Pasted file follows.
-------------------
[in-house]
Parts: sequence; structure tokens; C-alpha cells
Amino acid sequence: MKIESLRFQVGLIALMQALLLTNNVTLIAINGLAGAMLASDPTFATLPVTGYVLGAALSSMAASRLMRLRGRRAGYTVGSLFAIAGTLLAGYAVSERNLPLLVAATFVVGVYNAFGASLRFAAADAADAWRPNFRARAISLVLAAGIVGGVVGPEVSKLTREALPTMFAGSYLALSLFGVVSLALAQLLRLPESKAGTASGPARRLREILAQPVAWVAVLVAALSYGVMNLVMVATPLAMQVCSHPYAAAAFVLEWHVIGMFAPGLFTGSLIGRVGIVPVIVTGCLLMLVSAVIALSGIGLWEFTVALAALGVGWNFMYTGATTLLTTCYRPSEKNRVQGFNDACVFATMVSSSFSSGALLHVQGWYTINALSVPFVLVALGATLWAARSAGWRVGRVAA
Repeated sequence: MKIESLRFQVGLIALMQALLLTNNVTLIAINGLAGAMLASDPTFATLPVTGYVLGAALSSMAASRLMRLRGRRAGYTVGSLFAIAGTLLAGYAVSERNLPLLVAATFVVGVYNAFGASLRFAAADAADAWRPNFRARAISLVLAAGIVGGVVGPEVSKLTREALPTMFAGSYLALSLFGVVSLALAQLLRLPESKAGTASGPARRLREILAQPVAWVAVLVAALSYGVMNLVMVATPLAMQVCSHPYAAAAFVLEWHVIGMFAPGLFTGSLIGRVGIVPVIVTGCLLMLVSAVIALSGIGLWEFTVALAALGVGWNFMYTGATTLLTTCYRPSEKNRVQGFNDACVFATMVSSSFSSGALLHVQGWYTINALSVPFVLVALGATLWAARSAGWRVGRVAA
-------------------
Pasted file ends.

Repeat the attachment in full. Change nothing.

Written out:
[in-house]
Parts: sequence; structure tokens; C-alpha cells
Amino acid sequence: MKIESLRFQVGLIALMQALLLTNNVTLIAINGLAGAMLASDPTFATLPVTGYVLGAALSSMAASRLMRLRGRRAGYTVGSLFAIAGTLLAGYAVSERNLPLLVAATFVVGVYNAFGASLRFAAADAADAWRPNFRARAISLVLAAGIVGGVVGPEVSKLTREALPTMFAGSYLALSLFGVVSLALAQLLRLPESKAGTASGPARRLREILAQPVAWVAVLVAALSYGVMNLVMVATPLAMQVCSHPYAAAAFVLEWHVIGMFAPGLFTGSLIGRVGIVPVIVTGCLLMLVSAVIALSGIGLWEFTVALAALGVGWNFMYTGATTLLTTCYRPSEKNRVQGFNDACVFATMVSSSFSSGALLHVQGWYTINALSVPFVLVALGATLWAARSAGWRVGRVAA
Repeated sequence: MKIESLRFQVGLIALMQALLLTNNVTLIAINGLAGAMLASDPTFATLPVTGYVLGAALSSMAASRLMRLRGRRAGYTVGSLFAIAGTLLAGYAVSERNLPLLVAATFVVGVYNAFGASLRFAAADAADAWRPNFRARAISLVLAAGIVGGVVGPEVSKLTREALPTMFAGSYLALSLFGVVSLALAQLLRLPESKAGTASGPARRLREILAQPVAWVAVLVAALSYGVMNLVMVATPLAMQVCSHPYAAAAFVLEWHVIGMFAPGLFTGSLIGRVGIVPVIVTGCLLMLVSAVIALSGIGLWEFTVALAALGVGWNFMYTGATTLLTTCYRPSEKNRVQGFNDACVFATMVSSSFSSGALLHVQGWYTINALSVPFVLVALGATLWAARSAGWRVGRVAA